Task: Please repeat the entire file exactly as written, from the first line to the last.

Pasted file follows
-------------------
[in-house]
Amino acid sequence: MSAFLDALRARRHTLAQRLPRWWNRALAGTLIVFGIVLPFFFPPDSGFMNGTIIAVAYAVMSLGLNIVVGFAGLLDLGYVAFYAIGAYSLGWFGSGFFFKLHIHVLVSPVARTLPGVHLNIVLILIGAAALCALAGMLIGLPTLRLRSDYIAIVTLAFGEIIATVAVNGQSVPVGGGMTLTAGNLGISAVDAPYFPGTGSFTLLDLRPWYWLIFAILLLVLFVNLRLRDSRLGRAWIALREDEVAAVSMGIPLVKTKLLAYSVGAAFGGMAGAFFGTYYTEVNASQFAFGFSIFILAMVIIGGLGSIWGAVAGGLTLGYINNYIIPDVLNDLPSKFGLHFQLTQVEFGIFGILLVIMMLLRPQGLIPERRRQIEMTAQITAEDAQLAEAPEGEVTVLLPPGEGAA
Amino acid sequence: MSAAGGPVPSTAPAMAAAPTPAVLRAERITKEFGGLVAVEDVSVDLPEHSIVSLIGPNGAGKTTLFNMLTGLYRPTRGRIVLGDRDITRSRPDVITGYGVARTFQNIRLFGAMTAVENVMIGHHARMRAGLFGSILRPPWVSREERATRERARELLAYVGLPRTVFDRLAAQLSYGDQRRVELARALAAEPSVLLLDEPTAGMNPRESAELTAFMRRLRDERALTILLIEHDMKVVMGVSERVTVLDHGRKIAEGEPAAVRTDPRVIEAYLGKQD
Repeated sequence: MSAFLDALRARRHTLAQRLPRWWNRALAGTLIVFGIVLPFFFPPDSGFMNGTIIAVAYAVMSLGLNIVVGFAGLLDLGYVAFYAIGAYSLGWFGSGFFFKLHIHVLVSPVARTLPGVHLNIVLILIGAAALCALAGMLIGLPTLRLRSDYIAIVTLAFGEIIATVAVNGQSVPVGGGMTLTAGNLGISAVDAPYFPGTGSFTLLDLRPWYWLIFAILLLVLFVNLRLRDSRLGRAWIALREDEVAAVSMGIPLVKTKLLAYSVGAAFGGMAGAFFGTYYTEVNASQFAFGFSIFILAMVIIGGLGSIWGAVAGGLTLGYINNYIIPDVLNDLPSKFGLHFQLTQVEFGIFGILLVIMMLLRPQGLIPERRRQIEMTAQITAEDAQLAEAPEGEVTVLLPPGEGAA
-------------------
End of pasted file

[in-house]
Amino acid sequence: MSAFLDALRARRHTLAQRLPRWWNRALAGTLIVFGIVLPFFFPPDSGFMNGTIIAVAYAVMSLGLNIVVGFAGLLDLGYVAFYAIGAYSLGWFGSGFFFKLHIHVLVSPVARTLPGVHLNIVLILIGAAALCALAGMLIGLPTLRLRSDYIAIVTLAFGEIIATVAVNGQSVPVGGGMTLTAGNLGISAVDAPYFPGTGSFTLLDLRPWYWLIFAILLLVLFVNLRLRDSRLGRAWIALREDEVAAVSMGIPLVKTKLLAYSVGAAFGGMAGAFFGTYYTEVNASQFAFGFSIFILAMVIIGGLGSIWGAVAGGLTLGYINNYIIPDVLNDLPSKFGLHFQLTQVEFGIFGILLVIMMLLRPQGLIPERRRQIEMTAQITAEDAQLAEAPEGEVTVLLPPGEGAA
Amino acid sequence: MSAAGGPVPSTAPAMAAAPTPAVLRAERITKEFGGLVAVEDVSVDLPEHSIVSLIGPNGAGKTTLFNMLTGLYRPTRGRIVLGDRDITRSRPDVITGYGVARTFQNIRLFGAMTAVENVMIGHHARMRAGLFGSILRPPWVSREERATRERARELLAYVGLPRTVFDRLAAQLSYGDQRRVELARALAAEPSVLLLDEPTAGMNPRESAELTAFMRRLRDERALTILLIEHDMKVVMGVSERVTVLDHGRKIAEGEPAAVRTDPRVIEAYLGKQD
Repeated sequence: MSAFLDALRARRHTLAQRLPRWWNRALAGTLIVFGIVLPFFFPPDSGFMNGTIIAVAYAVMSLGLNIVVGFAGLLDLGYVAFYAIGAYSLGWFGSGFFFKLHIHVLVSPVARTLPGVHLNIVLILIGAAALCALAGMLIGLPTLRLRSDYIAIVTLAFGEIIATVAVNGQSVPVGGGMTLTAGNLGISAVDAPYFPGTGSFTLLDLRPWYWLIFAILLLVLFVNLRLRDSRLGRAWIALREDEVAAVSMGIPLVKTKLLAYSVGAAFGGMAGAFFGTYYTEVNASQFAFGFSIFILAMVIIGGLGSIWGAVAGGLTLGYINNYIIPDVLNDLPSKFGLHFQLTQVEFGIFGILLVIMMLLRPQGLIPERRRQIEMTAQITAEDAQLAEAPEGEVTVLLPPGEGAA